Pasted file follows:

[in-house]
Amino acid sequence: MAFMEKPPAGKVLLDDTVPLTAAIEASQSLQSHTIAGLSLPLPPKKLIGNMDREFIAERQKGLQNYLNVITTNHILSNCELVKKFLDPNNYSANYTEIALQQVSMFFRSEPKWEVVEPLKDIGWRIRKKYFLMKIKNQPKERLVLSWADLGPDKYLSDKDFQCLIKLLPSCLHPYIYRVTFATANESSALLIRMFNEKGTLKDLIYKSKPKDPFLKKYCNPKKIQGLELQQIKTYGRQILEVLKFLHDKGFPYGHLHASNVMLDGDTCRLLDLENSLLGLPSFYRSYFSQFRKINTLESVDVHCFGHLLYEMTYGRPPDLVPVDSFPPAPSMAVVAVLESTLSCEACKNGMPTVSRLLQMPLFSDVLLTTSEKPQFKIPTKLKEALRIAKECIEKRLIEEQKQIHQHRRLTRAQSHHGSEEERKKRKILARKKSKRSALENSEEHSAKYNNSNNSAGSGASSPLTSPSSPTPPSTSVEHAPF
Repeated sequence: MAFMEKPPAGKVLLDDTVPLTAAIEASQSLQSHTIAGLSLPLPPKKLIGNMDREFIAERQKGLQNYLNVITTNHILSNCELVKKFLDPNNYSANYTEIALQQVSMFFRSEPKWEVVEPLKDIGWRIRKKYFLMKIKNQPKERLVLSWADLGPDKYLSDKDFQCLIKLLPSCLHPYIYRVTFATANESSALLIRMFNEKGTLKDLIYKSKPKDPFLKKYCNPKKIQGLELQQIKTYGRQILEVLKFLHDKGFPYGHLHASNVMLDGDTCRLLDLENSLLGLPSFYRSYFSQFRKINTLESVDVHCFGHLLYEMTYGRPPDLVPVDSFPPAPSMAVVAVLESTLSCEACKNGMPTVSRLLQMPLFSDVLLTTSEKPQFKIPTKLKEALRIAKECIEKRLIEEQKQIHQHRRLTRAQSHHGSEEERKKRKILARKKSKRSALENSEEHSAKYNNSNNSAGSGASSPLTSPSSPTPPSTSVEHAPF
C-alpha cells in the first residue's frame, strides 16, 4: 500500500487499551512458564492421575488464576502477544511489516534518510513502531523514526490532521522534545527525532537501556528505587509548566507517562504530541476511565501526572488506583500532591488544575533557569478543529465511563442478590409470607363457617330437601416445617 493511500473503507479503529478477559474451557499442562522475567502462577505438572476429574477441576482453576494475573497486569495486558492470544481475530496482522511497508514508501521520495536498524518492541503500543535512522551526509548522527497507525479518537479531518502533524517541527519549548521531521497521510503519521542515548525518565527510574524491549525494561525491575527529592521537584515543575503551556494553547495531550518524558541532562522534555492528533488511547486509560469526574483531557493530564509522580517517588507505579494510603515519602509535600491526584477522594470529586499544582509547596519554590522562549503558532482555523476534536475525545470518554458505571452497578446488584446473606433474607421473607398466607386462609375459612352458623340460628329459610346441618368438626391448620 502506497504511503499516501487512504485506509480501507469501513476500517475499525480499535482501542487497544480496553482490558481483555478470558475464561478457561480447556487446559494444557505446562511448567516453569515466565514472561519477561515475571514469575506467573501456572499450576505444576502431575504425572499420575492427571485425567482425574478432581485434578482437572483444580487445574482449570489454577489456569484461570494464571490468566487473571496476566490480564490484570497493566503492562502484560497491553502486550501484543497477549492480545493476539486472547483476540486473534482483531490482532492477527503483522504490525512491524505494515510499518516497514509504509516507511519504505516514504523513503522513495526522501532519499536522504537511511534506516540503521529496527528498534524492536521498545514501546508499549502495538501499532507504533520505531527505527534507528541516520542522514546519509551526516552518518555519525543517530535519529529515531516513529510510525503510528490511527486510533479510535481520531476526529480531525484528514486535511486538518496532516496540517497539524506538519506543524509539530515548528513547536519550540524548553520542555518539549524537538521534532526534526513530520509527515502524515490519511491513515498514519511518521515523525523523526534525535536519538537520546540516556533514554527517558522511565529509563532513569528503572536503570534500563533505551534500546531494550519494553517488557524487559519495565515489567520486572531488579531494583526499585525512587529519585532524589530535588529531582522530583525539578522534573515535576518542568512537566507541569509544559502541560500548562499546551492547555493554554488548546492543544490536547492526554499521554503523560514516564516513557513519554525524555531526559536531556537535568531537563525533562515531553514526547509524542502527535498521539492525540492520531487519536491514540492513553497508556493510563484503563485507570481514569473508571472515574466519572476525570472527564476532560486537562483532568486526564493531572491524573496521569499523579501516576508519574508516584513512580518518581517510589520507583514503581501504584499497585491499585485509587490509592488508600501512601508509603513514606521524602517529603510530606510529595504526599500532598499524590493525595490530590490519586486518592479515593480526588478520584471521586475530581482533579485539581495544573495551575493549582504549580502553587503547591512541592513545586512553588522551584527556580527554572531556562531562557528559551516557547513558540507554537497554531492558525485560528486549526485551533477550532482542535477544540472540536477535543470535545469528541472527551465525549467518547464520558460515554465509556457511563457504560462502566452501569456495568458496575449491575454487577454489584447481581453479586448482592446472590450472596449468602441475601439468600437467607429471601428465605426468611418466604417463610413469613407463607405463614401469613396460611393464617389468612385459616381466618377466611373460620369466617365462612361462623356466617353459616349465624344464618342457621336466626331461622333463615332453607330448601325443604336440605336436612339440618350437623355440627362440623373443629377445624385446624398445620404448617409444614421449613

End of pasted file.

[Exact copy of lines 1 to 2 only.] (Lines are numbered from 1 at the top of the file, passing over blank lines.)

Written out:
[in-house]
Amino acid sequence: MAFMEKPPAGKVLLDDTVPLTAAIEASQSLQSHTIAGLSLPLPPKKLIGNMDREFIAERQKGLQNYLNVITTNHILSNCELVKKFLDPNNYSANYTEIALQQVSMFFRSEPKWEVVEPLKDIGWRIRKKYFLMKIKNQPKERLVLSWADLGPDKYLSDKDFQCLIKLLPSCLHPYIYRVTFATANESSALLIRMFNEKGTLKDLIYKSKPKDPFLKKYCNPKKIQGLELQQIKTYGRQILEVLKFLHDKGFPYGHLHASNVMLDGDTCRLLDLENSLLGLPSFYRSYFSQFRKINTLESVDVHCFGHLLYEMTYGRPPDLVPVDSFPPAPSMAVVAVLESTLSCEACKNGMPTVSRLLQMPLFSDVLLTTSEKPQFKIPTKLKEALRIAKECIEKRLIEEQKQIHQHRRLTRAQSHHGSEEERKKRKILARKKSKRSALENSEEHSAKYNNSNNSAGSGASSPLTSPSSPTPPSTSVEHAPF